4 Replies Latest reply on Mar 22, 2011 4:29 AM by CyberProdigy

    The Symmetric NAT issue - how many users would I lose?

    Mickey79 Level 1

      Hello,

       

      In this thread http://forums.adobe.com/message/1064983#1064983

      it was mentioned that:

       

      If one end is a symmetric NAT with a single IP address, then connections to peers behind other symmetric NATs or behind port-restricted cone NATs (or port-restricted firewalls) are impossible.

      If one end is a symmetric NAT with multiple IP addresses, then connections to peers behind other symmetric NATs or behind address-restricted (and likely port-restricted) cone NATs (or address-restricted or port-restricted firewalls) are impossible.

       

      Would anyone know what percentage of the internet users are behind symmetric NATS?

       

      It is a considerable number?

       

      We are planning to release an app for the masses, enabling users from all around to do stuff , and was just wondering if this is something we should be concerned about, such that we implement a fall back solution like a TURN server discussed in that thread.

       

      Cheers,

      G

        • 1. Re: The Symmetric NAT issue - how many users would I lose?
          matthewk4

          It depends on the environment. Most consumer NAT devices are not symmetric, but there have been a few, and some of those were given away with every new connection by some ISPs. A whole lot of enterprise NAT devices are symmetric. So it really depends on the user base of your application.

           

          Successful NAT traversal is somewhere between 50% and 97%, depending on the environment, according to other studies. Above 90% for most consumer user bases studied.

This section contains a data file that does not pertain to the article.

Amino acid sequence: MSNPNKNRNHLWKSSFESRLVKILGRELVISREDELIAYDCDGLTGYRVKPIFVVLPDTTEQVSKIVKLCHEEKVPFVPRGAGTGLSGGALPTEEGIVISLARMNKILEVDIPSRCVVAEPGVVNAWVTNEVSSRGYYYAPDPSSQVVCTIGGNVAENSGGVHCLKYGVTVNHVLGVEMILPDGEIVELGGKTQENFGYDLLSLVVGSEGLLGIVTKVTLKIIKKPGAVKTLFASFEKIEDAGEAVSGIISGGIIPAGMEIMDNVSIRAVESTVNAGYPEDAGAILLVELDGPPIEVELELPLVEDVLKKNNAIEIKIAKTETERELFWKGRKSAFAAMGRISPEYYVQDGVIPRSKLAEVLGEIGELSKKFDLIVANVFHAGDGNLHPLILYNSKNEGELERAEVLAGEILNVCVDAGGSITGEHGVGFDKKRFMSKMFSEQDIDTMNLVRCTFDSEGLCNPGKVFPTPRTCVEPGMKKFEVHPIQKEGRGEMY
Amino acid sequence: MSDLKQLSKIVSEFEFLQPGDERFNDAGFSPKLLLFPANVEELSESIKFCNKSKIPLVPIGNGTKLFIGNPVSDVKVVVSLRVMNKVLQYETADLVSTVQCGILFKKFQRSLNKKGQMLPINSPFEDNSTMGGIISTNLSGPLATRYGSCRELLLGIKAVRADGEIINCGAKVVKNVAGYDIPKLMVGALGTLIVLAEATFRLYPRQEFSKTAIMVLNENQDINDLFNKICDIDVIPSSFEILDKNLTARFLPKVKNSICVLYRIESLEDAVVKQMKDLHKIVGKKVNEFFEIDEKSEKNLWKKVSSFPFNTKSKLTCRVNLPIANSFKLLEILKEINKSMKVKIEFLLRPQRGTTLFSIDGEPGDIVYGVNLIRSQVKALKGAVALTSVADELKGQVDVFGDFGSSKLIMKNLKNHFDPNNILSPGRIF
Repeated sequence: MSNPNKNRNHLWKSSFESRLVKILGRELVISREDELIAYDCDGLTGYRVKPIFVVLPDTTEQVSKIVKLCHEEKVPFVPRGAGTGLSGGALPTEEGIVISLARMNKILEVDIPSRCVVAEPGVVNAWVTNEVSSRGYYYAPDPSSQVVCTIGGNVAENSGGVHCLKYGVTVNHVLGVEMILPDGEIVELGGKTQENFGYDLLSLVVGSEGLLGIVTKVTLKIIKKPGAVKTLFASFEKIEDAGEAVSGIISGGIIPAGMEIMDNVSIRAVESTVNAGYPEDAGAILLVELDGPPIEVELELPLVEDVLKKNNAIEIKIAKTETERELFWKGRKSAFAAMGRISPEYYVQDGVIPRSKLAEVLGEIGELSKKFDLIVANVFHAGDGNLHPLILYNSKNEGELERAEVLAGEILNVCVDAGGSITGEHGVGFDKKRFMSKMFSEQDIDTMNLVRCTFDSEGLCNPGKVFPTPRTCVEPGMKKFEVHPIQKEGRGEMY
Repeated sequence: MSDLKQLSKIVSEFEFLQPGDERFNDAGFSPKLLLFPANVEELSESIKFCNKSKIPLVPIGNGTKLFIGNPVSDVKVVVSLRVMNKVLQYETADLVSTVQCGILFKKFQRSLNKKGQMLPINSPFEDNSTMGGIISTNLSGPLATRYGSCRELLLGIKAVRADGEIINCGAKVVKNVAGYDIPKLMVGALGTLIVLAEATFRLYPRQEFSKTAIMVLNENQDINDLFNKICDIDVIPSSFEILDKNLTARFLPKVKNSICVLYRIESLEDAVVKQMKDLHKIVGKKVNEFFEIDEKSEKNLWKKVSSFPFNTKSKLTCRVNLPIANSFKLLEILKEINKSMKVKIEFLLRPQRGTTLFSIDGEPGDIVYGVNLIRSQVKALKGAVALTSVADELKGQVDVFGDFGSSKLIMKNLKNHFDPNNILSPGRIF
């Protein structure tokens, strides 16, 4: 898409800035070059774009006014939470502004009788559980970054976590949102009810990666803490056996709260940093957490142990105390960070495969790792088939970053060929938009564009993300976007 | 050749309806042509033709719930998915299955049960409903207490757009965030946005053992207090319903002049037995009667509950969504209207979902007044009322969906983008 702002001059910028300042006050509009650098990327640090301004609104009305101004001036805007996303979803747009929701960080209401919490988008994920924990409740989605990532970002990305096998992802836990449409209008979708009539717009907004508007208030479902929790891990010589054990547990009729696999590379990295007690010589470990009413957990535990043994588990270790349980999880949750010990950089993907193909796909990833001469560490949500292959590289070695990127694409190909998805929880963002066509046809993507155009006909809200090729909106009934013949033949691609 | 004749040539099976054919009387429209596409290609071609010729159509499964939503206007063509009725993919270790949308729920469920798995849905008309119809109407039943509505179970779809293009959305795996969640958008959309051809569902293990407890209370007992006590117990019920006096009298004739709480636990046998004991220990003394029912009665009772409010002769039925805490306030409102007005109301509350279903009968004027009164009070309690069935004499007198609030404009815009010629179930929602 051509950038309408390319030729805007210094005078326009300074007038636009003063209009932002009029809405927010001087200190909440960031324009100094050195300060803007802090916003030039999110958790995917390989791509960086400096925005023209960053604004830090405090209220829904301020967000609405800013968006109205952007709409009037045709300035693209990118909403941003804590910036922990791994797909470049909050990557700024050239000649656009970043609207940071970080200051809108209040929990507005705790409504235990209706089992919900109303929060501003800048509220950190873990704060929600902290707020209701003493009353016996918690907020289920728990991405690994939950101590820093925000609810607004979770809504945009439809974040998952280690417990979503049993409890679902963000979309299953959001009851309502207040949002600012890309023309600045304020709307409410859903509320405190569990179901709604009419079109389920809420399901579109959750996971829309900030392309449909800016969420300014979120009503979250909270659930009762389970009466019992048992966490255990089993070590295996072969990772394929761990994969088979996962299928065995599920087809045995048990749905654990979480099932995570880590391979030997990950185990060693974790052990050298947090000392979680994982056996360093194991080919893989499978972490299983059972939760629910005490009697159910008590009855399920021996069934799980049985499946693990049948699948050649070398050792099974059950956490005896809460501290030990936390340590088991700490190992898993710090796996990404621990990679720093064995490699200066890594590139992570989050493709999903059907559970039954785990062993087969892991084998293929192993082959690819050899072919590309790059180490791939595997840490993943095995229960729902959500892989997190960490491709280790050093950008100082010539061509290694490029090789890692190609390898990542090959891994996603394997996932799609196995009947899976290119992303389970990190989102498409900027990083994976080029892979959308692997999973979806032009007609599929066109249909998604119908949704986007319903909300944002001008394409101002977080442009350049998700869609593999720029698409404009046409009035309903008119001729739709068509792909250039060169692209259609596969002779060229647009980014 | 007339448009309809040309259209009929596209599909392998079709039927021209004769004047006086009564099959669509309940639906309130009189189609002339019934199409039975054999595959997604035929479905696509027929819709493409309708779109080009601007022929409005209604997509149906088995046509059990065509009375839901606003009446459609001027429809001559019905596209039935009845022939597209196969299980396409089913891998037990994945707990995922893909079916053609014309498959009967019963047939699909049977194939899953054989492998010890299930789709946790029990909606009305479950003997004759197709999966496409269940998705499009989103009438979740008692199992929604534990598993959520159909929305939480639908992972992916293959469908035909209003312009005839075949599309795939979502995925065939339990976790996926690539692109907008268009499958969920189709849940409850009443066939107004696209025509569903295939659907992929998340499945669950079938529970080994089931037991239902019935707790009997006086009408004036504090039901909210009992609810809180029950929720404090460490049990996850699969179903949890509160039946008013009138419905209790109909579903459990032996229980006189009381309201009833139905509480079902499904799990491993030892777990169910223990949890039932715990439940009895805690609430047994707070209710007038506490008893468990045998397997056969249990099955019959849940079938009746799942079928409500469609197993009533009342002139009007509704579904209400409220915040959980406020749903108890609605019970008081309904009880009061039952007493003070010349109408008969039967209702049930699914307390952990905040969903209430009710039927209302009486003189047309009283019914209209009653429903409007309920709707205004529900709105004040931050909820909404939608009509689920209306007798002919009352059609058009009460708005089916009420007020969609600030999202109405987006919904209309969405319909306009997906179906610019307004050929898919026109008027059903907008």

• 2. Re: The Symmetric NAT issue - how many users would I lose?
            Don Park

            What you pointed out, which wasn't apparently to me, is that NetConnection/NetStream capability and behavior varies widely depending on whether Stratus, LCCS, or FMS is used.

             

            While this might make sense to Adobe, it's very frustrating to developers who, while trying to figure out the missing details in documentations, also has to keep track of which details works where. Oy.

             

            Anyway, thanks for your reply Matthew. BTW, your video on RTMFP was a blast to watch.

             

            Best,

             

            Don Park

            • 3. Re: The Symmetric NAT issue - how many users would I lose?
              matthewk4 Level 1

              Well, what a NetConnection "can do" always stays the same, but the server at the other end might provide services that another server might not.

              (For instance, Stratus provides no media relaying... LCCS does). Likewise what

              a Netstream "can do" never changes... but whether or not the server you're talking to allows you to open NetStreams to it and publish or play on them also changes.

               

              But this is no different than how the behavior of a NetConnection and NetStreams might change if you connect to an FMS application that does multi-user text chat vs. connecting to an FMS application that plays video on demand.

              • 4. Re: The Symmetric NAT issue - how many users would I lose?
                CyberProdigy

                In Netherlands telecommunication company named KPN is ubiquitous. They give their customers routers such as Arcadyan ARV7519 and Thomson SpeedTouch with symmetric NAT set and modifies firmware preventing customer to change NAT type. If you develop for Netherlands, you will loose *70%* of users due to this. KPN is also operating in Belgium, Germany, Spain and France. If it would be possible to define in RTMFP which port ranges to use or RTMFP would support uPNP, then problem would be solved.

                 

                 

                If I ever find a reasonable sollution to this problem, I will post it here.